Recipes and styling by Leeanne Wright
Photography by Michael Alberstat
Written by Megan McChesney
Lunchtime is about to get a whole lot cuter! If your little one is tired of the same old sammies, try whipping up a bento lunch — perfect for kids thanks to small portions, lots of variety and adorable serving techniques.
Bento means lunchbox in Japanese, and has been a part of Japanese culture since the 700s. Once used for soldiers to bring food to the battlefront, they've evolved into an art form, where small, varied portions of fresh food meet incredible aesthetics and intricate presentation. And they're still incredibly popular; bentos are served during theatre intermissions, sold at train stations for long train rides, and many grown-ups bring them to work. Of course, the most popular use for bento in Japan is still school time! It's not uncommon for Japanese moms to spend up to 45 minutes carefully preparing each bento. But there's no need for you to go quite so far.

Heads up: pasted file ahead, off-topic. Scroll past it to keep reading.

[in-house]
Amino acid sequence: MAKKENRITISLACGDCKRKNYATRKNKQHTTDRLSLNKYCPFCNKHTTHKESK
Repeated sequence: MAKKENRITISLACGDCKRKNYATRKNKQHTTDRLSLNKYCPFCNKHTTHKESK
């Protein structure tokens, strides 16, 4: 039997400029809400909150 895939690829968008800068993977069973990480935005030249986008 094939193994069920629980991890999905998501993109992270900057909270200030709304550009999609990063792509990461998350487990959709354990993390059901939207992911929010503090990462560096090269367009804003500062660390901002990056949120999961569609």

With a few choice items in your kitchen, you can whip up a bento in no time. There are all kinds of specialty accessories you can buy at Japanese import stores and grocery stores, or online at sites like jbox.com. You can even find bento-appropriate goodies at your local hardware or kitchen supply store. But you can start to bento with what you have in your cupboard. Gather your plastic containers, silicone or paper muffin cups, cookie cutters, cute toothpicks and you're ready to go. Some bento enthusiasts insist you need nothing more than a good knife. The trick is to keep servings small, varied and let your creativity run wild! Turn hot dogs into octopi, carrots into flowers or cheese sandwiches into dinosaurs.
Another great thing about these lunches? Most can be made completely litterless.
Pictured: Sticky-rice balls with seaweed and cheese faces, egg and ham roll-ups, carrot flowers, broccoli florets, edamame, cherry tomatoes.